Tolls mentioned as possibility for Connecticut road funding

| Monday, February 13, 2006

Top House Democrats in Connecticut said last week that all options – including reviving tolls and increasing fuel taxes – are on the table to fully fund a plan to alleviate the state’s traffic problems.

House Speaker James Amann, D-Milford, said the state would likely need $6 billion to $7 billion to pay for a 10-year plan drafted by the state Transportation Strategy Board in 2003.

Recommendations include widening Interstate 95 from Branford to the Rhode Island line, improving Interstate 84 from Danbury to Waterbury, more rail trips to New York, and adding a commuter rail line from New Haven to Springfield, MA.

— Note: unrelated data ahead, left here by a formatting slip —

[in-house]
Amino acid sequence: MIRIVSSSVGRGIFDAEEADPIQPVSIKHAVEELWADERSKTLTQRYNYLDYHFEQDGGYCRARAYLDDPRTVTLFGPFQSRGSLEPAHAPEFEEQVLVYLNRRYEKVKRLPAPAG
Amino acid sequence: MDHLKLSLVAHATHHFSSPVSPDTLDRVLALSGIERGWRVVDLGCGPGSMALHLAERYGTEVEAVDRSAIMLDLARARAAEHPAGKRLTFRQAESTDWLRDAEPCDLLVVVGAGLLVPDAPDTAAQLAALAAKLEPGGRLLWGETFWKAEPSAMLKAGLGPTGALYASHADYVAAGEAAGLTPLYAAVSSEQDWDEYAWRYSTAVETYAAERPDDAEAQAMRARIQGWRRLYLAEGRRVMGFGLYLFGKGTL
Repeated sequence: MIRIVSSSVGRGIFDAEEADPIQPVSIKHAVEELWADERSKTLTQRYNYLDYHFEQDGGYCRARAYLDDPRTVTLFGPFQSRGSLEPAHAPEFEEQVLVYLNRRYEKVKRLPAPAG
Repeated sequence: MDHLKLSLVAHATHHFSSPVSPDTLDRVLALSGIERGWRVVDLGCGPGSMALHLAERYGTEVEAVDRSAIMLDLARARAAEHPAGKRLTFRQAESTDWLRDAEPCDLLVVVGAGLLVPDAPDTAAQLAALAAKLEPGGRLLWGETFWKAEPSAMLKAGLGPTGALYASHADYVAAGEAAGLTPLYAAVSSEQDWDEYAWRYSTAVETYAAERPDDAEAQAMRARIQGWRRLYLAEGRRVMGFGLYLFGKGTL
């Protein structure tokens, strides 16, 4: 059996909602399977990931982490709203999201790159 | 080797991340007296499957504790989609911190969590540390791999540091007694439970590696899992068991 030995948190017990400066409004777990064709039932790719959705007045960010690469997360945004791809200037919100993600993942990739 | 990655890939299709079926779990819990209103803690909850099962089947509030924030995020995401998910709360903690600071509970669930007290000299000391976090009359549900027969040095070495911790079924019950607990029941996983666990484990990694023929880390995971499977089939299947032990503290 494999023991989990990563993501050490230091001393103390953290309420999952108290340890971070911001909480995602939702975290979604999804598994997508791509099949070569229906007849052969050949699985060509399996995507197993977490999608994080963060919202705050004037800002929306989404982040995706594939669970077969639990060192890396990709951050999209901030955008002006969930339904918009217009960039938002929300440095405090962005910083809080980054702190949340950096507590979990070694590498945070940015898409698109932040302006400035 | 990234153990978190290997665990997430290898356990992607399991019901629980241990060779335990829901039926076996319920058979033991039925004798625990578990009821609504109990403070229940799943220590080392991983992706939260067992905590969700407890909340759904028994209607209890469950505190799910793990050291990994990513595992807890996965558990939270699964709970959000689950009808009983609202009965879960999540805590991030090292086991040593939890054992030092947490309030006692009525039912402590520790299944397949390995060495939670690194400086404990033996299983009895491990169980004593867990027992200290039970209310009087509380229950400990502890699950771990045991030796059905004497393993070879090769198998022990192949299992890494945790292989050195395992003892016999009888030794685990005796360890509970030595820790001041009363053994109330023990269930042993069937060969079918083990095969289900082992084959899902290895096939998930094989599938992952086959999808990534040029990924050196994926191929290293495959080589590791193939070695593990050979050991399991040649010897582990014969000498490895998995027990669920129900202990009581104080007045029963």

Proposed funding for the Democrats’ plan includes: bonds; part of a $537 million state surplus; tolls; or an increase in the state’s fuel tax.

Amann said he would prefer not to bring back tolls but would not rule it out.

“It would be irresponsible for me to come up here and say we’re not going to consider tolls,” Amann told the Bristol Press. “I hate the gas tax. Am I going to rule that out, too? So what do you got left? I have to be realistic.”

Drivers were freed from paying to use Connecticut highways in 1985 after accidents near tollbooths raised safety concerns. Critics also pointed out the original purpose of the tolls were to pay off the cost of construction – a task that had been achieved.

Amann said the state might consider an electronic toll system. Legislators first would need to ensure tolls would not jeopardize federal highway funds.

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